Lately I have been seeing “stealthing” on my social media timelines. Intrigued, and likely against my better judgment, I searched for clearer meaning. In short, stealthing is when a man intentionally removes or damages his condom without his partner’s knowledge and/or consent. While stealthing may not be a new phenomenon, we should make no mistake about what to call it: sexual assault.
There is unspeakable vulnerability in sex and bodily pleasure, particularly deciding when and if to engage in condomless sex. Allowing oneself to be penetrated, granting another human being intimate access to one’s body, leaves a person vulnerable. This is true no matter how many times it has been performed. Although, in previous articles, I’ve focused on sexual intercourse without condoms, there has always been one critical theme: consent. That’s because the decision to have sex—and, more importantly, how we choose to have sex—should never rest within just one person.
Stealthing intentionally denies the receiving person his or her right to consent and the ability to decide what sexual health and harm-reduction practices are best for his or her body.
This bears repeating: If a sexual partner didn’t have knowledge of and/or explicitly consent to condom removal and, thus, condomless sex, it is sexual assault. Period. Consent is freely given up only until the moment it is not; this especially applies when people are having sex. Put differently, the first “yes” isn’t proof-positive of all other yeses, and it does not apply continuously merely because it was given once.
We know that black women experience gender-based violence. But we also know that many of them aren’t believed when sharing their stories of sexual assault and rape. Women have shared their experiences with regard to reproductive coercion, which can happen as a result of stealthing, but in other ways as well. For example, as reported by Elle, the National Domestic Violence Hotline surveyed 3,169 women and found that a quarter of them had been ordered not to use birth control. In another survey, 16 percent of women reported that their partners “poked holes in condoms, hid birth control pills, or threatened them if the women didn’t get pregnant.”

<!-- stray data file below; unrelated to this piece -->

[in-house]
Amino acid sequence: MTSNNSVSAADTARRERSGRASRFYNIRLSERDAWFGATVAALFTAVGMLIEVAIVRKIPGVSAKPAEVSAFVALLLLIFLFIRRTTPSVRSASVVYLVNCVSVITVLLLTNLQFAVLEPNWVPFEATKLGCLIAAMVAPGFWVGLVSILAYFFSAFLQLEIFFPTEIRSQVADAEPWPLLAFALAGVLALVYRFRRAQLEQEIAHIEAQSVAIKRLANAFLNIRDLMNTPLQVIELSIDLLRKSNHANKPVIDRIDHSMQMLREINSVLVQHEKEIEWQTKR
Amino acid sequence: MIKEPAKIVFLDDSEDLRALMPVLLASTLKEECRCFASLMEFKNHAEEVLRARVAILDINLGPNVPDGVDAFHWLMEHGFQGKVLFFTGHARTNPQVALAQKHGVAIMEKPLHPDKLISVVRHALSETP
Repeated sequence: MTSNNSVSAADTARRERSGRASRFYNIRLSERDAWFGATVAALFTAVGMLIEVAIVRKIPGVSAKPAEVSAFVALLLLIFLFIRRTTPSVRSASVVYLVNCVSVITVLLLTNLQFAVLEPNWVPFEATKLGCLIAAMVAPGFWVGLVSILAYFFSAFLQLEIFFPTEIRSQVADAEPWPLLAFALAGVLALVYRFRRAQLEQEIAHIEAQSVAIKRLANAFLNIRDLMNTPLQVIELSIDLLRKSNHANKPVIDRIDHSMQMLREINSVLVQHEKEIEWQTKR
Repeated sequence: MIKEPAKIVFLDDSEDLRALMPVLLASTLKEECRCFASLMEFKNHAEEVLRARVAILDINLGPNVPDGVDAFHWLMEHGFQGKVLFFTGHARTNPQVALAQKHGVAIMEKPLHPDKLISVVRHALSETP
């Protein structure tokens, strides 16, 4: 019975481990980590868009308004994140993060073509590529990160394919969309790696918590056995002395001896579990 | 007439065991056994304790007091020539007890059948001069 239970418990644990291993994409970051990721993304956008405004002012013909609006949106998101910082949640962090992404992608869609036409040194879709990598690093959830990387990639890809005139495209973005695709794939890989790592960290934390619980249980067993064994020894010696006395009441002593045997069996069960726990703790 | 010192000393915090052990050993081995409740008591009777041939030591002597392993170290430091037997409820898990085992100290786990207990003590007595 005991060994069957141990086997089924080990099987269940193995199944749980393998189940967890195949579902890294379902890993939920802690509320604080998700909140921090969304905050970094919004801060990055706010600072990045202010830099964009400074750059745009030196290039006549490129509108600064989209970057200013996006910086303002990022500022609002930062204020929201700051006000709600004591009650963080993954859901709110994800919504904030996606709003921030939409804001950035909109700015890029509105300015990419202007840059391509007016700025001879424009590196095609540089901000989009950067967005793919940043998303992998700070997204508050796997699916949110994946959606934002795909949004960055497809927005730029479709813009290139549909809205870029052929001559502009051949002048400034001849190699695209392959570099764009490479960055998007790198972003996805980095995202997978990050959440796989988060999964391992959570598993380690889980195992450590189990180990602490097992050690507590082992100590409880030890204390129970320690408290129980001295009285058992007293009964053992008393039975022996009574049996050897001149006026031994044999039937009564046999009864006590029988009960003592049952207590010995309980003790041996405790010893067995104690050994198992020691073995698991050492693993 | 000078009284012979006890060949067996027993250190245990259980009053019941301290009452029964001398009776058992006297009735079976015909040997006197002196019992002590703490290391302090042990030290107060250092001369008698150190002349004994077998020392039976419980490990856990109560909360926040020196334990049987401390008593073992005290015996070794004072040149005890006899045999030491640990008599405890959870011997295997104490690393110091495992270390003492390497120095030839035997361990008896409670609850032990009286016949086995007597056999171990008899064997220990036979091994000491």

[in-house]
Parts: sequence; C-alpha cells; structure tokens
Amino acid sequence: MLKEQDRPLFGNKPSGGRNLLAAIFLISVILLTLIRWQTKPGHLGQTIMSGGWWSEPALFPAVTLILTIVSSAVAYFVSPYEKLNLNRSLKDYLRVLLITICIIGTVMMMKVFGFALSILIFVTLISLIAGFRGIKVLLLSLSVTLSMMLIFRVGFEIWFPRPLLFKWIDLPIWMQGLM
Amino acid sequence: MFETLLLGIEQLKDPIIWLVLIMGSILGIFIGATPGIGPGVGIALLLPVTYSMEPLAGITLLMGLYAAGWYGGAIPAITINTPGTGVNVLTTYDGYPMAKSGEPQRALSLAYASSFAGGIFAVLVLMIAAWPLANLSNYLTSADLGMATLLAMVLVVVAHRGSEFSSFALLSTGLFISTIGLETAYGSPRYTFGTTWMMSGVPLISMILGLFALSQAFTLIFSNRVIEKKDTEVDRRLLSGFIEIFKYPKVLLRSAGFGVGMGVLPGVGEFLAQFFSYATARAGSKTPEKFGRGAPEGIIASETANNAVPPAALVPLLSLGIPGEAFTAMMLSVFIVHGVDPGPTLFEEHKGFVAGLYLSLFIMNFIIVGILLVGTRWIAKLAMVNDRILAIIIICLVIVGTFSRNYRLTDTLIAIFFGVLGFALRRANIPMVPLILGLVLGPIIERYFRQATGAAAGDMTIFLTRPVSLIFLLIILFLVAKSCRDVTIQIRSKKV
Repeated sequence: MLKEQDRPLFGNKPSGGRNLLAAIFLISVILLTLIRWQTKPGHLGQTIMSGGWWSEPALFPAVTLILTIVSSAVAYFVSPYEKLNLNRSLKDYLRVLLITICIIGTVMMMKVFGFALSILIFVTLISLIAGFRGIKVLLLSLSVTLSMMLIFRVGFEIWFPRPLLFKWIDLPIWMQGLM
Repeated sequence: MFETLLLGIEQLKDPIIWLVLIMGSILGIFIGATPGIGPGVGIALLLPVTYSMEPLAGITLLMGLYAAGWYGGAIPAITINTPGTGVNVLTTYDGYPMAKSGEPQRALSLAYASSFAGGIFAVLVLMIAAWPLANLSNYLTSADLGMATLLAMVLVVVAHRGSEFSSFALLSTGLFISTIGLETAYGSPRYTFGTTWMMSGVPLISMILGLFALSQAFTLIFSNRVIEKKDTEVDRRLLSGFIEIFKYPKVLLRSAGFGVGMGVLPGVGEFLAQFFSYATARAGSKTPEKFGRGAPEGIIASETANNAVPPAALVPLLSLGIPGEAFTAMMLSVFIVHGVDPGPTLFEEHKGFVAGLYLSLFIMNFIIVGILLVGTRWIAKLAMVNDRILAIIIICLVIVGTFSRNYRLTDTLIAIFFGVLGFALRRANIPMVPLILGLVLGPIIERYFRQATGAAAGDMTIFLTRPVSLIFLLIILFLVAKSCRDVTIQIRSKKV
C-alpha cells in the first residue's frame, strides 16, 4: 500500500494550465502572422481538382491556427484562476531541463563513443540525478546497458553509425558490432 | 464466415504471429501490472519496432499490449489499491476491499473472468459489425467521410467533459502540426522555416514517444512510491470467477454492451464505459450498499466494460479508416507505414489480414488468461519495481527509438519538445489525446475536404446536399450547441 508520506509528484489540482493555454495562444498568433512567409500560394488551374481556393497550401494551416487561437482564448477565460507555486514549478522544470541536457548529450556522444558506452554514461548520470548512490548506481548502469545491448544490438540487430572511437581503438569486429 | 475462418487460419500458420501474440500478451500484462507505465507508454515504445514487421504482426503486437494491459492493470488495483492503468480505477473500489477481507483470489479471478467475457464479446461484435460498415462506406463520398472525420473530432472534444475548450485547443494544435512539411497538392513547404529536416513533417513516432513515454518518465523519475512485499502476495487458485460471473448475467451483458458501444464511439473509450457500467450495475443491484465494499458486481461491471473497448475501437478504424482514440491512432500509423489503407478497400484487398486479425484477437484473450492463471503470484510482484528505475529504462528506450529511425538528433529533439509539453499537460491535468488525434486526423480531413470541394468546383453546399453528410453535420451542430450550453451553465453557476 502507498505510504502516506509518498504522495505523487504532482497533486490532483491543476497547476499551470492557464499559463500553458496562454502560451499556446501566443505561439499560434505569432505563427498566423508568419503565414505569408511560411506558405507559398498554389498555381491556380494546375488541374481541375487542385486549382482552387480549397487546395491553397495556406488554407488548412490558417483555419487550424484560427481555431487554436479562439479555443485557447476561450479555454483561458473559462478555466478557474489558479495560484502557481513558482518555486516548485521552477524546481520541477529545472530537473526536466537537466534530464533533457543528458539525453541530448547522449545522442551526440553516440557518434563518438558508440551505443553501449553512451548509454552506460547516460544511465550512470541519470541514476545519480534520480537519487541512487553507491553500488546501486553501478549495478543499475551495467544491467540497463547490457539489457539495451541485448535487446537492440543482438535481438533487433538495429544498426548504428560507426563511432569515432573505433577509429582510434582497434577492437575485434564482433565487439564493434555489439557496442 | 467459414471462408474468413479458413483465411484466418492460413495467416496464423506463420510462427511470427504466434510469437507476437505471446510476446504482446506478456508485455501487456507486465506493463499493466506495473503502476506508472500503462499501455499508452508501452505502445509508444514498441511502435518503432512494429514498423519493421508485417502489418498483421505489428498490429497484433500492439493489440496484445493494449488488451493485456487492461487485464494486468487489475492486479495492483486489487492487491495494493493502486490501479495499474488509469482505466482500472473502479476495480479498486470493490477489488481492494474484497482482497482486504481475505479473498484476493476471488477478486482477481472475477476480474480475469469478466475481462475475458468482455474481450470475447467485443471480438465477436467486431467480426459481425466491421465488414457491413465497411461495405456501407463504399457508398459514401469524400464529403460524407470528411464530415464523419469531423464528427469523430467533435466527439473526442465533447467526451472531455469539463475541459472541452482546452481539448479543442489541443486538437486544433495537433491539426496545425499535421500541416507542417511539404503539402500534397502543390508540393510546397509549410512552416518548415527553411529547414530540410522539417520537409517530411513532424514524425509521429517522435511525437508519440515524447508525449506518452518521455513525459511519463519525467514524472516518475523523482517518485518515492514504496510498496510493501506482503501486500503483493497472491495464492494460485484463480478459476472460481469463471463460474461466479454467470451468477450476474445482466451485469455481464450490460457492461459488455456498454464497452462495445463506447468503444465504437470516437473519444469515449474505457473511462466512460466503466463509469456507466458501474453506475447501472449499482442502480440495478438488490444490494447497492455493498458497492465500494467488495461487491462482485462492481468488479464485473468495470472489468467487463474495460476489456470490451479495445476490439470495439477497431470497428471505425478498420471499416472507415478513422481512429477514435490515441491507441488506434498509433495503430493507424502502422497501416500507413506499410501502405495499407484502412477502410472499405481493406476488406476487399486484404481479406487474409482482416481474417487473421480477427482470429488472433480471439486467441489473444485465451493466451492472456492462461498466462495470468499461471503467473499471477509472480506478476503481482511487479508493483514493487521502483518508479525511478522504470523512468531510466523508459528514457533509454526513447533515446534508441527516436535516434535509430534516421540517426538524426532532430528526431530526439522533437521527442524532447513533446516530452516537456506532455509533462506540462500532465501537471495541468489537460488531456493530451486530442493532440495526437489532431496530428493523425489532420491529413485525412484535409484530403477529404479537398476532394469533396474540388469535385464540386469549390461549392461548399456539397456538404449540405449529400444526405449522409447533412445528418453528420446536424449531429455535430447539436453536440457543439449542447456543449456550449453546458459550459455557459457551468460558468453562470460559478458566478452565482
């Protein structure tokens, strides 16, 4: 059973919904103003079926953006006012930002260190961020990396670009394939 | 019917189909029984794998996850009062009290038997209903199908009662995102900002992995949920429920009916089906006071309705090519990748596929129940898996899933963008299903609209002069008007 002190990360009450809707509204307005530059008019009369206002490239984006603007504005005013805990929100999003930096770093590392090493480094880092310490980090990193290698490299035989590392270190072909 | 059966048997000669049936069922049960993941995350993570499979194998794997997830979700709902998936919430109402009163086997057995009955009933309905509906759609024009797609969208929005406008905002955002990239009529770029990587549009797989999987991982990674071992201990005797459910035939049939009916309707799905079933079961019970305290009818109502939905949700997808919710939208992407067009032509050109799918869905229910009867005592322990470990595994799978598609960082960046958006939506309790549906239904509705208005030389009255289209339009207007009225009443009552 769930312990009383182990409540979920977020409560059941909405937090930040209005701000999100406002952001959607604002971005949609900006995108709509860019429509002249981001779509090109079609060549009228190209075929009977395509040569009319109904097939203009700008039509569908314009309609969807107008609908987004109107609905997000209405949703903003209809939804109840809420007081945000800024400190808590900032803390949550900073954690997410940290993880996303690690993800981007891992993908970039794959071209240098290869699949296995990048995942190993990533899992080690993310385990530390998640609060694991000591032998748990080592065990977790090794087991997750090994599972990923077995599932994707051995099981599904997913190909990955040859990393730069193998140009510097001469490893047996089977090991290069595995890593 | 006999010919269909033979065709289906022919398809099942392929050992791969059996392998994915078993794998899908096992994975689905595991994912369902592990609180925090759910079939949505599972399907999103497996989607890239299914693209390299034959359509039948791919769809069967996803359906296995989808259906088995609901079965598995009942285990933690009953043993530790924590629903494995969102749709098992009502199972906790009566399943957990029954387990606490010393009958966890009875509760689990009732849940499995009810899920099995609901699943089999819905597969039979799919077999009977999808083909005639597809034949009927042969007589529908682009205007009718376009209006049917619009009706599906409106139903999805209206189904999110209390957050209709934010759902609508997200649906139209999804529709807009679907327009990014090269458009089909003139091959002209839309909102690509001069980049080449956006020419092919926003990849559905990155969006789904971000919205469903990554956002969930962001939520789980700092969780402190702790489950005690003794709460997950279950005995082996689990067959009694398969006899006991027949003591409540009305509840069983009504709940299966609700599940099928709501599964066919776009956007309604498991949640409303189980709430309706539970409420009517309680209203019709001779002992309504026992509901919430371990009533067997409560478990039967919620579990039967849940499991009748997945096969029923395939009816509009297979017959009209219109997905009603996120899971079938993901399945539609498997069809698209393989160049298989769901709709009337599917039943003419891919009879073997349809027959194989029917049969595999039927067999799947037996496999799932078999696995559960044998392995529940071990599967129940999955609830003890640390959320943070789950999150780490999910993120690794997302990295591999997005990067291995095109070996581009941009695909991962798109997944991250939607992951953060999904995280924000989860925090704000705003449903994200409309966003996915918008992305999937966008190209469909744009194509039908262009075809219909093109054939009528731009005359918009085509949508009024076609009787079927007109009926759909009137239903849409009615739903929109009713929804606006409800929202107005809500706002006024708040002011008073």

This is all interconnected.
To be sure, stealthing isn’t just a heterosexual experience; it’s common in gay communities, too. There is no clear data that evidences how often stealthing occurs, but our common sense allows us to understand that it’s more common than many of us may want to believe. Ask any black gay man; he can tell you a time when a man removed a condom in the middle of sexual intercourse without his knowledge or consent. Many of us laugh now, but it isn’t so funny when we consider the increasing trends of acquiring HIV and other sexually transmitted infections in the black and Latinx communities.
Sure, many of us can admit that having condomless sex feels better, and PrEP (pre-exposure prophylaxis) allows a level of freedom in that regard, but if two people already decided that using a condom was how they were going to have sex, how does one person get to determine that they will control that outcome? The answer is clear: They should not.
Make no mistake: Black gay men are raped, too, and stealthing is part of that rape. Zeke Thomas, for example, shared his tragic story of rape. And this year, I penned a piece for The Root about being raped by my stepfather. Black gay men experience sexual assault, and we must continue to discuss it. This is especially true for stealthing, perceived by many as a new trend, which won’t be taken too seriously because it doesn’t appear as graphic as an episode of Law & Order: SVU.
So the question becomes: What are the legal recourses available to those who are survivors of stealthing/sexual assault? We know that someone is sexually assaulted every 98 seconds in the U.S., according to the Rape, Abuse & Incest National Network. But we also know that out of every 1,000 perpetrators, only six wind up in jail (if that’s even the solution, considering our prison system).
There is still no record that a U.S. court has ever been asked to review a case of nonconsensual condom removal, so that’s why stealthing may seem like a new phenomenon, but we know rape and sexual assault are not. Creating laws and policies that target nonconsensual condom removal could give many people a legal remedy in a way that would otherwise go unnoticed.
Stealthing is dishonest, in the shadows, sneaky. Removing a condom without knowledge doesn’t allow a partner to decide whether he or she would have acquiesced to said removal. Any sex is risky, even sex with condoms, but it’s clear that stealthing has the potential to increase a person’s risk of acquiring HIV and other STIs. It’s clear that a person who practices stealthing is comfortable with sexual assault and does not care about a partner’s bodily integrity.
We cannot afford to traffic in euphemisms. Stealthing is a clear violation of autonomy and choice. And there can be no hierarchies when it comes to rape.
Preston Mitchum is a Washington, D.C.-based writer, activist and policy nerd. He is a regular contributor to The Root and The Grio and has written for The Atlantic, Think Progress, Out Magazine, Ebony.com and the Huffington Post. Follow him on Twitter to see just how much he appreciates intersectionality.